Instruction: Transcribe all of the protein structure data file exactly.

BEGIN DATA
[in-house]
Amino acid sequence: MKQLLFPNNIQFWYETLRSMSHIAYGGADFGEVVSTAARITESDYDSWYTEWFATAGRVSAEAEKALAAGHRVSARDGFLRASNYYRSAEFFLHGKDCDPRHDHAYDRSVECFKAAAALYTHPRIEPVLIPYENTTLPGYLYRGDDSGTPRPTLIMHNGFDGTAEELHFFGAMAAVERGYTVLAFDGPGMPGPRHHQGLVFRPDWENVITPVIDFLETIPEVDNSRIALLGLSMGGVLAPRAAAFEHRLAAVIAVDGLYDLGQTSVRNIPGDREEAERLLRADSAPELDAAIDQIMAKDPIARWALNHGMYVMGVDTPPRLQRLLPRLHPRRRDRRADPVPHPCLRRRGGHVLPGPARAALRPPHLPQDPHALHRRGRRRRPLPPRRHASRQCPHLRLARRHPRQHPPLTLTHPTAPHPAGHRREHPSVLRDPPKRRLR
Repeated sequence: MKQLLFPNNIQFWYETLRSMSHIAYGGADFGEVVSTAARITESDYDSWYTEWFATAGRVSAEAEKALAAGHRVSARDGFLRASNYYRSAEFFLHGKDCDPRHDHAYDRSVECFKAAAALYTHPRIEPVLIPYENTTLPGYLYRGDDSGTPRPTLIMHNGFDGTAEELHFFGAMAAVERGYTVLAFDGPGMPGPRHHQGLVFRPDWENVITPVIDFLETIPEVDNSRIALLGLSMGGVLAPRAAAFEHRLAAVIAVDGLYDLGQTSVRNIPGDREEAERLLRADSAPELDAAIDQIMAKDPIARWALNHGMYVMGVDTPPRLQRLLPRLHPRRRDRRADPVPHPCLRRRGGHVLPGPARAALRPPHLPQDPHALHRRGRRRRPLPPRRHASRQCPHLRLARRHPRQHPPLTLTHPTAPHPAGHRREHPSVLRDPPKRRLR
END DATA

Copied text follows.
[in-house]
Amino acid sequence: MKQLLFPNNIQFWYETLRSMSHIAYGGADFGEVVSTAARITESDYDSWYTEWFATAGRVSAEAEKALAAGHRVSARDGFLRASNYYRSAEFFLHGKDCDPRHDHAYDRSVECFKAAAALYTHPRIEPVLIPYENTTLPGYLYRGDDSGTPRPTLIMHNGFDGTAEELHFFGAMAAVERGYTVLAFDGPGMPGPRHHQGLVFRPDWENVITPVIDFLETIPEVDNSRIALLGLSMGGVLAPRAAAFEHRLAAVIAVDGLYDLGQTSVRNIPGDREEAERLLRADSAPELDAAIDQIMAKDPIARWALNHGMYVMGVDTPPRLQRLLPRLHPRRRDRRADPVPHPCLRRRGGHVLPGPARAALRPPHLPQDPHALHRRGRRRRPLPPRRHASRQCPHLRLARRHPRQHPPLTLTHPTAPHPAGHRREHPSVLRDPPKRRLR
Repeated sequence: MKQLLFPNNIQFWYETLRSMSHIAYGGADFGEVVSTAARITESDYDSWYTEWFATAGRVSAEAEKALAAGHRVSARDGFLRASNYYRSAEFFLHGKDCDPRHDHAYDRSVECFKAAAALYTHPRIEPVLIPYENTTLPGYLYRGDDSGTPRPTLIMHNGFDGTAEELHFFGAMAAVERGYTVLAFDGPGMPGPRHHQGLVFRPDWENVITPVIDFLETIPEVDNSRIALLGLSMGGVLAPRAAAFEHRLAAVIAVDGLYDLGQTSVRNIPGDREEAERLLRADSAPELDAAIDQIMAKDPIARWALNHGMYVMGVDTPPRLQRLLPRLHPRRRDRRADPVPHPCLRRRGGHVLPGPARAALRPPHLPQDPHALHRRGRRRRPLPPRRHASRQCPHLRLARRHPRQHPPLTLTHPTAPHPAGHRREHPSVLRDPPKRRLR